That includes asking their college-bound kids to live at home and commute to classes or major in areas of study that will lead to more lucrative careers. Many parents are even asking their children to start saving for college when they’re as young as 13, a Fidelity survey of 2,000 families with children 18 or younger found.
The study found that the average family hopes to pay for 57% of the total cost of college — saying that the rest will come from loans, scholarships or gifts. But still many are coming up woefully short, with families reporting that they are only on track to meet 30% of their savings goals.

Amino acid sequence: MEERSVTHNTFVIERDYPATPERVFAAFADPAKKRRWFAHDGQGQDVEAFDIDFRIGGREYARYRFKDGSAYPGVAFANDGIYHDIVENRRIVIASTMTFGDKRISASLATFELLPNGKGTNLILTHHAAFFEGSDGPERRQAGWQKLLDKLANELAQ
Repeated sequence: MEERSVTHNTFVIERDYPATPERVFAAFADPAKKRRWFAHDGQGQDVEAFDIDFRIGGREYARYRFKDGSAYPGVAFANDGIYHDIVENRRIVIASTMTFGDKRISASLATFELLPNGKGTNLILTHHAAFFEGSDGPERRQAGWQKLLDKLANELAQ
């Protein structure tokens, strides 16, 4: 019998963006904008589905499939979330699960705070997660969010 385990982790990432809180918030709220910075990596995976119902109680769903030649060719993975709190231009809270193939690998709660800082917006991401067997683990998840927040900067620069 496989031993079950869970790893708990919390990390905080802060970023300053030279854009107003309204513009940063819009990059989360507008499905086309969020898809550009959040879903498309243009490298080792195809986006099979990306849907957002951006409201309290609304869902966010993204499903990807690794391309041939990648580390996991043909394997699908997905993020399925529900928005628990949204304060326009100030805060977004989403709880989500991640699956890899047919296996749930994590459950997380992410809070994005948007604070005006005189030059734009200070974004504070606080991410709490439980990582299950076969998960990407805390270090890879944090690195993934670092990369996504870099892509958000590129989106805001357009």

And college tuition continues to rise, with the average annual cost of a private four-year college hovering around $28,500 for the 2011 school year — up nearly 5% from the previous year.
“[Parents] are trying to do their very best for their children and they want their children to go to college,” said Keith Bernhardt, head of college planning at Fidelity. “[But] it does seem to have gotten tougher over the last few years, so we’re seeing more parents considering shared sacrifices and taking steps to have their kids help pay for college or somehow reduce the cost of college.”